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PostPosted: Dec 20, 2014 9:38 am 
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https://inlportal.inl.gov/portal/server ... =DA_636199

Here is an article on testing silicon carbide-based cladding and other cladding materials.

Can there be some benefit to a LFTR using this to protect the reactor vessel from damage?


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PostPosted: Dec 20, 2014 1:43 pm 
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...Or maybe as fuel channel plumbing for a D2O-moderated molten salt reactor?


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PostPosted: Dec 20, 2014 3:22 pm 
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Ida-Russkie wrote:
https://inlportal.inl.gov/portal/server.pt/community/newsroom/257/feature_story_details/1269?featurestory=DA_636199

Here is an article on testing silicon carbide-based cladding and other cladding materials.

The link doesn't work for me. Does it work for others here ? (Thnx)


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PostPosted: Dec 20, 2014 3:26 pm 
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Titanium48 wrote:
...Or maybe as fuel channel plumbing for a D2O-moderated molten salt reactor?

Transatomic said recently that they want to use it for the tubes holding the ZrH moderator.

This means they abandoned their original plan to use Hastelloy tubing (bad for neutron economy) -- as well as their stated intent to use only proven materials.


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PostPosted: Dec 21, 2014 11:41 am 
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That's a great new. SiC seems compatible with molten salts, lead and hot water (someone corrects me if I am wrong). They plan to use it for Gas Fast Reactors too and of course it is already used in triso particules. So SiC based materials seem to be very critical components for the entire nuclear industry. I wonder why there is not more research on the subject. The downsides are the difficulties and the cost of manufacturing.


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PostPosted: Dec 21, 2014 11:55 am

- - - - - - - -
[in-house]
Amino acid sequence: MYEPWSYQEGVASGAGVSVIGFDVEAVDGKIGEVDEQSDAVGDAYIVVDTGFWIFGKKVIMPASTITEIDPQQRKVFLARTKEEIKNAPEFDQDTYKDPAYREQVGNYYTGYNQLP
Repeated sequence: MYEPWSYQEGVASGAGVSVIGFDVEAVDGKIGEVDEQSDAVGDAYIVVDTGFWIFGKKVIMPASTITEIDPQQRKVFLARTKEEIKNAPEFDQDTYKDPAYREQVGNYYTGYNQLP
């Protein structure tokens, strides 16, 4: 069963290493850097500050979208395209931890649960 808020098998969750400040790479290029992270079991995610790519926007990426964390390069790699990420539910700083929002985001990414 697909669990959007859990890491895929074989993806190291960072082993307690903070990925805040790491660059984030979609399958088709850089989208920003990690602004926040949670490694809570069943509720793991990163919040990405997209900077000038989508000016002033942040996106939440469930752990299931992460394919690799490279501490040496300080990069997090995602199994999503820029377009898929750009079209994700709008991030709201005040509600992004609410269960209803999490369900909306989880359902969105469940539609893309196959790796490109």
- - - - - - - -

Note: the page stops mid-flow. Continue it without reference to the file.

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I think the jury's still out with regards to SiC compatibility in fluoride salts.


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PostPosted: Dec 21, 2014 12:03 pm 
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Wasn't there a presentation at TEAC two years ago that basicaly said it was INcompatible?

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PostPosted: Dec 21, 2014 12:29 pm 
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I am sorry, I saw several times papers with SiC used in MSRs concepts so I thought it was compatible. I will look more at this subject.


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PostPosted: Dec 21, 2014 11:33 pm 
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I found one of the papers that I had seen, it speaks about corrosion tests in Flibe :

http://www.iaea.org/NuclearPower/Downloadable/Meetings/2014/2014-06-10-06-13-TM-NPTD/6_Sridharan_USA__IAEA_Presentation_June_2014.pdf

I am very bad in corrosion but It seems in this paper that CVD SiC is highly resistant to corrosion in clean Flibe or I don't understand the paper. Even the other types of SiC seem good. Maybe chemical vapor deposition is too costly or difficult.


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PostPosted: Dec 22, 2014 6:17 pm 
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The difference between CVD and CVI in this case is mostly to do with stoichiometry. CVI tends to leave free silicon, which is active in a fluoride melt. SiC with one silicon per carbon and everything bound up neatly is very inert in clean FLiBe, though fuel salt remains to be seen. In case of the Transatomic reactor there is also free hydrogen and hydride on the inside as well as fuel salt on the outside of cladding. Very different than pure FLiBe.

Whats the latest on the MIT triplex SiC cladding for PWRs? They were doing live reactor tests as I recall. They should know the effect of fission products at least.


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PostPosted: Dec 23, 2014 7:59 am 
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fab wrote: